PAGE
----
• wavelet_k – For daubechies wavelets, wavelet_k specifies a daubechie wavelet with \(k/2\) vanishing moments. \(k = 4,6,...,20\) for \(k\) even are the only ones implemented.

    For Haar wavelets, wavelet_k must be 2.

    For bspline wavelets, wavelet_k equal to \(103,105,202,204, 206,208,301,305,307,309\) will give biorthogonal B-spline wavelets of order \((i,j)\) where wavelet_k equals \(100 \cdot i + j\).

EXAMPLES:

sage: J = range(8)
sage: A = [RR(1) for i in J]
sage: s = IndexedSequence(A,J)
sage: t = s.dwt()
sage: t            # random arch dependent output
Indexed sequence: [2.82842712474999, 0.000000000000000, 0.000000000000000, 0.000000000000000, 0.000000000000000, 0.000000000000000, 0.000000000000000, 0.000000000000000]
    indexed by [0, 1, 2, 3, 4, 5, 6, 7]
sage: t.idwt()                  # random arch dependent output
Indexed sequence: [1.00000000000000, 1.00000000000000, 1.00000000000000, 1.00000000000000, 1.00000000000000, 1.00000000000000, 1.00000000000000, 1.00000000000000]
    indexed by [0, 1, 2, 3, 4, 5, 6, 7]
sage: t.idwt() == s
True
sage: J = range(16)
sage: A = [RR(1) for i in J]
sage: s = IndexedSequence(A,J)
sage: t = s.dwt("bspline", 103)
sage: t   # random arch dependent output
Indexed sequence: [4.00000000000000, 0.000000000000000, 0.000000000000000, 0.000000000000000, 0.000000000000000, 0.000000000000000, 0.000000000000000, 0.000000000000000, 0.000000000000000, 0.000000000000000, 0.000000000000000, 0.000000000000000, 0.000000000000000, 0.000000000000000, 0.000000000000000, 0.000000000000000]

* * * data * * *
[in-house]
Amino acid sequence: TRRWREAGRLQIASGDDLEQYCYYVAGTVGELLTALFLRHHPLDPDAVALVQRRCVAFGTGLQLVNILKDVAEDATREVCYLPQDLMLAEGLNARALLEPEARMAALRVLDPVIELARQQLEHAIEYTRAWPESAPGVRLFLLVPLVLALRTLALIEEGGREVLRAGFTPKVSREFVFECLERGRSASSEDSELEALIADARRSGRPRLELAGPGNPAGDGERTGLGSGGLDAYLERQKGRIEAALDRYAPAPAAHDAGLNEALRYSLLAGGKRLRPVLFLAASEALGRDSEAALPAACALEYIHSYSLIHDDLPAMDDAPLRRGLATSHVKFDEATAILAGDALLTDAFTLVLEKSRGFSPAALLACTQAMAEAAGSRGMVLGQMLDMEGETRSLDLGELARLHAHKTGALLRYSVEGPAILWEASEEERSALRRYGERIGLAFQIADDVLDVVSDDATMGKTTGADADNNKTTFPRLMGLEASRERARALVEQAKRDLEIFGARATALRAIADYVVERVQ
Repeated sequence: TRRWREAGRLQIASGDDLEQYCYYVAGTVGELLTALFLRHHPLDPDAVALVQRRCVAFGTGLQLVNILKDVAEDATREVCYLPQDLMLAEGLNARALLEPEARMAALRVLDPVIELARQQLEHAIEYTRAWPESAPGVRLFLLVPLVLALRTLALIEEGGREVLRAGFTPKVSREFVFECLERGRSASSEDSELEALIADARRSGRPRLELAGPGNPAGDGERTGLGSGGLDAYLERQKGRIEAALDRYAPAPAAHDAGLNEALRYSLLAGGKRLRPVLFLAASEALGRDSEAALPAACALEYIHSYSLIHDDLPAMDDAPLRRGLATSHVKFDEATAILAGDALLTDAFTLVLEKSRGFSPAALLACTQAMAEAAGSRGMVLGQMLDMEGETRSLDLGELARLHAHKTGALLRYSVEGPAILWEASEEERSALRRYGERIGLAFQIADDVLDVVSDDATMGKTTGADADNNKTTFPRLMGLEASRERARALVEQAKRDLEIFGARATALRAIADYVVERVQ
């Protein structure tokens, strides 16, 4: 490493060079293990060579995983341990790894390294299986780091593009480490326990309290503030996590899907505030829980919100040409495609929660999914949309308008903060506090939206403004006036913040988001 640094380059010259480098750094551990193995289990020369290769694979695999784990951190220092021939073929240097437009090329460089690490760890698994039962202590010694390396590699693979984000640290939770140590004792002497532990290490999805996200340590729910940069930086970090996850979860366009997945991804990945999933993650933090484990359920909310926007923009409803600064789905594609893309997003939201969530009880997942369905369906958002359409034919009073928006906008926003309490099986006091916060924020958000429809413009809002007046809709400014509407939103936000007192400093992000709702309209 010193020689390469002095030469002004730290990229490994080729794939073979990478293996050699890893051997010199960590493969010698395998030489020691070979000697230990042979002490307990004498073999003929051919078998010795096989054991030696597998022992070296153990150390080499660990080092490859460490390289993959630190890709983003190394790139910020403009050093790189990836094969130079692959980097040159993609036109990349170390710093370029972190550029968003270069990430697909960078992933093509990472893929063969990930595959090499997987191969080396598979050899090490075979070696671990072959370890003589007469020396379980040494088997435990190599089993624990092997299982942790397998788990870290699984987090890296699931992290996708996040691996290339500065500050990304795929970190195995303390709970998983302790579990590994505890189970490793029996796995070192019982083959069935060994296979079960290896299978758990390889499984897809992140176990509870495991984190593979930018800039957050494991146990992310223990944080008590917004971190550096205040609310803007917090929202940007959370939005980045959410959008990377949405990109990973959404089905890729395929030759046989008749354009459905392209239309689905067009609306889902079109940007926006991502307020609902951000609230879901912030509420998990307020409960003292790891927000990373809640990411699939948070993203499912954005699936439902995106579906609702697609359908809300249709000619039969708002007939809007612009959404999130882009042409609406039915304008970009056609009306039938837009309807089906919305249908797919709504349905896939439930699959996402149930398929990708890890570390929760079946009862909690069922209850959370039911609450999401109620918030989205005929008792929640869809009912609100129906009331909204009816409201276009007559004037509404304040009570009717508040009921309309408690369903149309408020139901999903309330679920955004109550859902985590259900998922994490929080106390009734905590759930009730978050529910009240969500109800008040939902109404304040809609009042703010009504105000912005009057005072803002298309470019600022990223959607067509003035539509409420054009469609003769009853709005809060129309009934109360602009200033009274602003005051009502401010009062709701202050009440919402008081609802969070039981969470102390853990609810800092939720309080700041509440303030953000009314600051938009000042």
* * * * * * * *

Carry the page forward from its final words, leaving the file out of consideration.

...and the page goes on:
indexed by [0, 1, 2, 3, 4, 5, 6, 7, 8, 9, 10, 11, 12, 13, 14, 15]
sage: t.idwt("bspline", 103) == s
True
ifft()

Implements the gsl FastFourierTransform.inverse in fft.

If the number of sample points in the input is a power of 2 then the wrapper for the GSL function gsl_fft_complex_radix2_inverse() is automatically called. Otherwise, gsl_fft_complex_inverse() is used.

EXAMPLES:

sage: J = range(5)
sage: A = [RR(1) for i in J]
sage: s = IndexedSequence(A,J)
sage: t = s.fft(); t
Indexed sequence: [5.00000000000000, 0.000000000000000, 0.000000000000000, 0.000000000000000, 0.000000000000000]
    indexed by [0, 1, 2, 3, 4]
sage: t.ifft()
Indexed sequence: [1.00000000000000, 1.00000000000000, 1.00000000000000, 1.00000000000000, 1.00000000000000]
    indexed by [0, 1, 2, 3, 4]
sage: t.ifft() == s
1
index_object()

Return the indexing object.

EXAMPLES:

sage: J = range(10)
sage: A = [1/10 for j in J]
sage: s = IndexedSequence(A,J)
sage: s.index_object()
[0, 1, 2, 3, 4, 5, 6, 7, 8, 9]
list()

Return the list of self.

EXAMPLES:

sage: J = range(10)
sage: A = [1/10 for j in J]
sage: s = IndexedSequence(A,J)
sage: s.list()
[1/10, 1/10, 1/10, 1/10, 1/10, 1/10, 1/10, 1/10, 1/10, 1/10]
plot()

Plot the points of the sequence.

Elements of the sequence are assumed to be real or from a finite field, with a real indexing set I = range(len(self)).

EXAMPLES:

sage: I = range(3)
sage: A = [ZZ(i^2)+1 for i in I]
sage: s = IndexedSequence(A,I)
sage: P = s.plot()
sage: show(P) # Not tested
plot_histogram(clr=(0, 0, 1), eps=0.4)

Plot the histogram plot of the sequence.

The sequence is assumed to be real or from a finite field, with a real indexing set I coercible into \(\RR\).

Options are clr, which is an RGB value, and eps, which is the spacing between the bars.

EXAMPLES:

sage: J = range(3)
sage: A = [ZZ(i^2)+1 for i in J]
sage: s = IndexedSequence(A,J)
sage: P = s.plot_histogram()
sage: show(P) # Not tested

Previous topic

Discrete Wavelet Transform

Next topic

Fast Fourier Transforms Using GSL

This Page